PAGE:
Dinner with purpose. Anyone for a little ‘High-Low’?

As a kid, there was a phrase I dreaded above most others when dinner was coming to an end. My mom would ask, “Anyone up for a little ‘High-Low’?”  It was a game we played to see who had to clear the table and who had to do the dishes.  Thankfully, I just learned of another dinner-time version of High-Low that might just enrich your life as a parent.

Last week I shared breakfast with Atlanta commercial real estate executive, Steve Tart, of Ben Carter Properties.  Steve and I had met by chance a few weeks earlier on a train ride to the airport and agreed we should pick up our conversation again at a later date.  So, now here we were sitting down for that follow-up meeting and talking about parenting among other things when Steve shared one of his most powerful parenting experiences.

He said that he and his wife had not only made a habit of sitting down for dinner together with his teenage son over the years, but they had done so with intention.  Rather than dinner being solely about eating and small talk, they had made dinner about connecting with one another.  They did it through a simple game, they called “High-Low”.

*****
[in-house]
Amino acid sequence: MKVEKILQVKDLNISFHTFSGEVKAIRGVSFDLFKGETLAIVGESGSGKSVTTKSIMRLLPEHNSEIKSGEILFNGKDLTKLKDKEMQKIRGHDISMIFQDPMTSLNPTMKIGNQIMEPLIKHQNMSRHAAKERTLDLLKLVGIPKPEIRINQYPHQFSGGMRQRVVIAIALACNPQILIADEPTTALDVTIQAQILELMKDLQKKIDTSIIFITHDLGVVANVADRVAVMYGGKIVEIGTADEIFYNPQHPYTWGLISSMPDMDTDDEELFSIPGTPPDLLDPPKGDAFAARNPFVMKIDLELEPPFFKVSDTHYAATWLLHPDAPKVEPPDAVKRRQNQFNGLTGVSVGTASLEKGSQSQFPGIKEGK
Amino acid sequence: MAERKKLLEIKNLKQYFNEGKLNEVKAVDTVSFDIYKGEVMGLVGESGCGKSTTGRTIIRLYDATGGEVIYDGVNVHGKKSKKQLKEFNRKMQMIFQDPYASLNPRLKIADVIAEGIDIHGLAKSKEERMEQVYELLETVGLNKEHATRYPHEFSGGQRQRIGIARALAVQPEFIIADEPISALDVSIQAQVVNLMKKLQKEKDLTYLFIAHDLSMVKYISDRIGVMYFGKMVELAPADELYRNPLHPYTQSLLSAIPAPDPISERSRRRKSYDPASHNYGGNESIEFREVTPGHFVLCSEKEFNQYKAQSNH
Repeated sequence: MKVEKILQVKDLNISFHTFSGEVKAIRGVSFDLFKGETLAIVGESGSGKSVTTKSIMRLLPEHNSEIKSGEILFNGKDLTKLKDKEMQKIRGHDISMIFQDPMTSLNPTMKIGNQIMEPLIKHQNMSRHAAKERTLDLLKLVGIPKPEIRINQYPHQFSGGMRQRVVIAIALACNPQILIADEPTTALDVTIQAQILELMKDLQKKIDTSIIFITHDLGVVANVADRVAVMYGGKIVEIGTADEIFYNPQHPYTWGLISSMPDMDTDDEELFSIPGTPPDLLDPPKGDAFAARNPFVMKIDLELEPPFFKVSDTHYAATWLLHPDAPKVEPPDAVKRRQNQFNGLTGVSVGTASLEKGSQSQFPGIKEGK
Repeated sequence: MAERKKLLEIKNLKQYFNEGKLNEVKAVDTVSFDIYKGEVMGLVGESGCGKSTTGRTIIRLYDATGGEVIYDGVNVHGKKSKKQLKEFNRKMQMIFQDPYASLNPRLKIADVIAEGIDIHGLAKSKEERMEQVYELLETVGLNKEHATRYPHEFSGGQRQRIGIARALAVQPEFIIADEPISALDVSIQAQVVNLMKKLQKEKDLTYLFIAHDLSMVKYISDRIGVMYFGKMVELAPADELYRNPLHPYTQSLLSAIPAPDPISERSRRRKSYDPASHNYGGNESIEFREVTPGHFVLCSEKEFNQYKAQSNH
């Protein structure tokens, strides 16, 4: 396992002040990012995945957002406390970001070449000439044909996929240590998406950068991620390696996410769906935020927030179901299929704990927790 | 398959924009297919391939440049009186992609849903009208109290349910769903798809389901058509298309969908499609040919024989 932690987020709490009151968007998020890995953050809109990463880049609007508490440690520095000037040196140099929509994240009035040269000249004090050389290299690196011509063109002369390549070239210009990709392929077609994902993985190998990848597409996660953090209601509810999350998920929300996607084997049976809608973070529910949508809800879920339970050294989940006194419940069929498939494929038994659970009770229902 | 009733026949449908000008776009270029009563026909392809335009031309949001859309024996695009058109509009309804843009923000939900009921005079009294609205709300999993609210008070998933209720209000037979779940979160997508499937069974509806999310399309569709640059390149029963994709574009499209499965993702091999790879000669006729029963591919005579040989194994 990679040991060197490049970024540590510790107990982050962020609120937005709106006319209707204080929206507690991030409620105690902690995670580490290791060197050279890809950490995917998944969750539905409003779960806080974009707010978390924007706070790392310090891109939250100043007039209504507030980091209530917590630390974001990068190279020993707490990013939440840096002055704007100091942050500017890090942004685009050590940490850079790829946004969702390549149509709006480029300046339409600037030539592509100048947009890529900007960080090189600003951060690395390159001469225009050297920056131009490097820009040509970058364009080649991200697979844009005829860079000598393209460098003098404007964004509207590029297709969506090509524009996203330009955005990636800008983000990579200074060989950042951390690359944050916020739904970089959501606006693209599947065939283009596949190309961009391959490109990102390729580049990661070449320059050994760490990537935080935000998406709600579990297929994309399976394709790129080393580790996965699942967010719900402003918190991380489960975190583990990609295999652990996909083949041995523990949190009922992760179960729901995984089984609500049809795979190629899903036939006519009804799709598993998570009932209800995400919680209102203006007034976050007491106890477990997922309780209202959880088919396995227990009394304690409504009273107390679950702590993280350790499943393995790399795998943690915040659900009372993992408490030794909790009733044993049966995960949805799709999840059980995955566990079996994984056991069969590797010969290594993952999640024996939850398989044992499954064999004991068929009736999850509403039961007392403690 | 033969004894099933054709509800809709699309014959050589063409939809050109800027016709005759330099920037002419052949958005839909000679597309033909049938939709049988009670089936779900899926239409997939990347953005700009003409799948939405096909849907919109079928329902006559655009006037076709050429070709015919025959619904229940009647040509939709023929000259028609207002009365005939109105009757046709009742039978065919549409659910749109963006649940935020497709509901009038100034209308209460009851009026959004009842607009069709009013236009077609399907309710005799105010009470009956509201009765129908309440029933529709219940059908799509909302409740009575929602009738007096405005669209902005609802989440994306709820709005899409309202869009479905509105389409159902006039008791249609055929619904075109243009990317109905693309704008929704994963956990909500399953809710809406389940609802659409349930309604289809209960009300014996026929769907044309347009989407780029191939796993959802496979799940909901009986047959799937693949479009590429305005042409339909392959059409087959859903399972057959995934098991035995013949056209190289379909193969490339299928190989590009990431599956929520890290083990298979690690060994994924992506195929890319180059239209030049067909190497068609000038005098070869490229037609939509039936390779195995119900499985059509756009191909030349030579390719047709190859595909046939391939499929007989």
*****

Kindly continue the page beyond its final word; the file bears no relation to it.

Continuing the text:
They would go around the table, and each person would share a high point from the day.  Then after everyone had gone once or twice, they would go back around to touch on a low point from the day.  Simple, easy, powerful.

Steve said the “Low” was one of the most insightful parts of his parenting…allowing him to easily tap into things that were bothering his son.  After all, bother becomes stress.  Stress becomes disengagement, and disengagement can lead to all sorts of dark and unwelcome consequences.

On the flip side, using a short, simple, conversation like this one may open the dialog to uncover your kids’ greatest talents as well as their darkest fears.  Instead of asking “How was your day?”, give this approach a try.  Instead ask, “Let’s each share a high point and a low point from our day.  I’ll go first.”

Soon you may be off to the races, getting beneath the surface of your kids emotions, and who knows, perhaps just maybe saving someone in the process.